Parallel Streams Versus Integrated Timing in Multilimb Pattern Generation: A Test of Korte’s Third Law

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Abstract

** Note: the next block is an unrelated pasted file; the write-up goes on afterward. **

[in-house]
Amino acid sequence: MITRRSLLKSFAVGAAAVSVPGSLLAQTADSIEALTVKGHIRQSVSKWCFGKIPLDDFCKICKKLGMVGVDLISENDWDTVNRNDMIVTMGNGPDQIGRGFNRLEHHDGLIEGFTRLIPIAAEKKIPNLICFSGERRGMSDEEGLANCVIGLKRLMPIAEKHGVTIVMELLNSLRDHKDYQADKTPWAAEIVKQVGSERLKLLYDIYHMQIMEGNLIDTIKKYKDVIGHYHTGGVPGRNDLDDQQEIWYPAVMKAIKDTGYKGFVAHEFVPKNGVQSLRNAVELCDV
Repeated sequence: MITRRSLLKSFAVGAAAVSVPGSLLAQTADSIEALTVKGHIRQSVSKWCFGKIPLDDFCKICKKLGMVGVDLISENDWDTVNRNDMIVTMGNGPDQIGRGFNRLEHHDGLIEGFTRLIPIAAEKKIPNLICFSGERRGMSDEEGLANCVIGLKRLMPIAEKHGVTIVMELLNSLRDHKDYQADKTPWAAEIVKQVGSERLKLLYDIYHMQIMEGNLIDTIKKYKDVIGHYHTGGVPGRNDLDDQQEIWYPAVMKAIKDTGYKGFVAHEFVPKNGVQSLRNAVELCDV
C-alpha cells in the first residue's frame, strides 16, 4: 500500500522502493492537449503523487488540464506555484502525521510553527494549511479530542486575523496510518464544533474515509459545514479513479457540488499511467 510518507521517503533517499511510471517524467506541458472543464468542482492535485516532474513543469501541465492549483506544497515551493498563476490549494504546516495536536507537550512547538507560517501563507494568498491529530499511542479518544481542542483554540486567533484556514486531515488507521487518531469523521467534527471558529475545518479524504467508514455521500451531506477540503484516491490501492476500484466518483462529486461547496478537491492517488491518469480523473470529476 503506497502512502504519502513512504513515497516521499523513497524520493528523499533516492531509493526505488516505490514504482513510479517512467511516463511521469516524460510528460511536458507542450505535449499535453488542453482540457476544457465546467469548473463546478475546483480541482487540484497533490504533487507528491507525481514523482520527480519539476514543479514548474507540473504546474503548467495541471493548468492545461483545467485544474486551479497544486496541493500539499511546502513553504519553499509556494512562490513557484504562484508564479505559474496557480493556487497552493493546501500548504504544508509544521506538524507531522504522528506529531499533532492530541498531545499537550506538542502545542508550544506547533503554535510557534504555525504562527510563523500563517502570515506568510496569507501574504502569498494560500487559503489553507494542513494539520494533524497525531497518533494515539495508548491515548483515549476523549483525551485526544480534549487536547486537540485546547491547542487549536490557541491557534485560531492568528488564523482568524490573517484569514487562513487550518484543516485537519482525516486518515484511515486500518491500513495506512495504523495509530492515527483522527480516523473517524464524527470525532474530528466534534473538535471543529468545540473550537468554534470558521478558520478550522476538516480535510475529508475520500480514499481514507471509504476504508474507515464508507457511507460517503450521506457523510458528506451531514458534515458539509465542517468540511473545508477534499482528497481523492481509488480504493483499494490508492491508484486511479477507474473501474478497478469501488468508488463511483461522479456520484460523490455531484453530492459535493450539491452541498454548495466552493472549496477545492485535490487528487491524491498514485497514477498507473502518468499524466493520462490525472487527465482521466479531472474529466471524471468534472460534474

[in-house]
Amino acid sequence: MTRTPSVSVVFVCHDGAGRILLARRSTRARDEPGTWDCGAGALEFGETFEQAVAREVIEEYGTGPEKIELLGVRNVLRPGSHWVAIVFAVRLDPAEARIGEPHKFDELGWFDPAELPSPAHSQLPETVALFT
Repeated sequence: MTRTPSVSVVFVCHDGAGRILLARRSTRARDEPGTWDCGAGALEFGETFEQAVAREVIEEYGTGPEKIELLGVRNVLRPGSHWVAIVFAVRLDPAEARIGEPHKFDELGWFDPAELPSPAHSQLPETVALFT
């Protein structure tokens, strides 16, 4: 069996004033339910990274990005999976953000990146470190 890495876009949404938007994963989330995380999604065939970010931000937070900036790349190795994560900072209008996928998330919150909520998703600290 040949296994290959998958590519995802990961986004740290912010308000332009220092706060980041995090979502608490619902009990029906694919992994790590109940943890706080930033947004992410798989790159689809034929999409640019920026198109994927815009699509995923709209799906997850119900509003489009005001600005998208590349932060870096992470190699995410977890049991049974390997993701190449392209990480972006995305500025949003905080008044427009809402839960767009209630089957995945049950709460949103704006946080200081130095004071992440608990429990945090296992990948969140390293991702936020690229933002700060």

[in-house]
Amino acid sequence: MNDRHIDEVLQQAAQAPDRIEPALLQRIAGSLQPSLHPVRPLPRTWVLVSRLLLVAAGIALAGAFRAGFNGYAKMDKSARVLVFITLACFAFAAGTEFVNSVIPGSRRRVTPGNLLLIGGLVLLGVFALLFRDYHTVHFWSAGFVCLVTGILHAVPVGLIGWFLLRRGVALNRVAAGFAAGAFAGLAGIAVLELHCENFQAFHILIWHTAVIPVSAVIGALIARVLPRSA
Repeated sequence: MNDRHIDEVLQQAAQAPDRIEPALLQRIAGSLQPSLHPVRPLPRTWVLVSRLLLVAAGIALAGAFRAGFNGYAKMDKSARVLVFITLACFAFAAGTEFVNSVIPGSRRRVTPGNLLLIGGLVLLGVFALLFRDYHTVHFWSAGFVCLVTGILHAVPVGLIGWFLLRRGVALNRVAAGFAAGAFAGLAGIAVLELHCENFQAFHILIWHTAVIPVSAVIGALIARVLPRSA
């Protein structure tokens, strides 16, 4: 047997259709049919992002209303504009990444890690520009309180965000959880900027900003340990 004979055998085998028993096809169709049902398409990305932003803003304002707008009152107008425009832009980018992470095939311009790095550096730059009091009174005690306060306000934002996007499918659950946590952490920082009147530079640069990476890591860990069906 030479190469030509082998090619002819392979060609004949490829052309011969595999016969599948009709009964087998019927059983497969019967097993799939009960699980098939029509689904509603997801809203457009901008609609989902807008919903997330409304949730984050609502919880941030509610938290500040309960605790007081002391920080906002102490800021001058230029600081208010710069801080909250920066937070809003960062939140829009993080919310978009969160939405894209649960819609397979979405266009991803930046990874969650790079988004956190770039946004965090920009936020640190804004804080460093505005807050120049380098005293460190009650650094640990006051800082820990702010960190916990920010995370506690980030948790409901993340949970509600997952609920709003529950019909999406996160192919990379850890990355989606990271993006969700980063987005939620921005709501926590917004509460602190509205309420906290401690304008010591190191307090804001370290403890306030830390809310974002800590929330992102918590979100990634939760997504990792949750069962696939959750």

Skilled drummers performed a 4:3:2 polyrhythm with 2 hands and 1 foot. For each pair of limbs patterns of temporal covariation were used to infer relatively independent parallel streams versus integrated timing relationships. Parallel timing was more prevalent between hand and foot than between the 2 hands, and parallel timing generally increased with tapping rate. Different combinations of integrated and parallel timing were found among the 3 limbs. A second experiment used a wider range of tapping rates and explored 3:2 tapping with 2 hands, 2 feet, or hand and foot. The latter 2 limb pairs resulted in greater prevalence of parallel timing. These results can be interpreted in terms of a Gestalt principle of grouping known as Korte’s Third Law, which can be extended from the perceptual domain to the perceptual-motor domain. This principle indicates that perceived velocity is a key factor in determining whether a sequence of events is represented as a single integrated pattern or as multiple parallel patterns. The present results put disparate previous findings on bimanual polyrhythmic tapping and rhythmic aspects of the golf swing under a common theoretical perspective.

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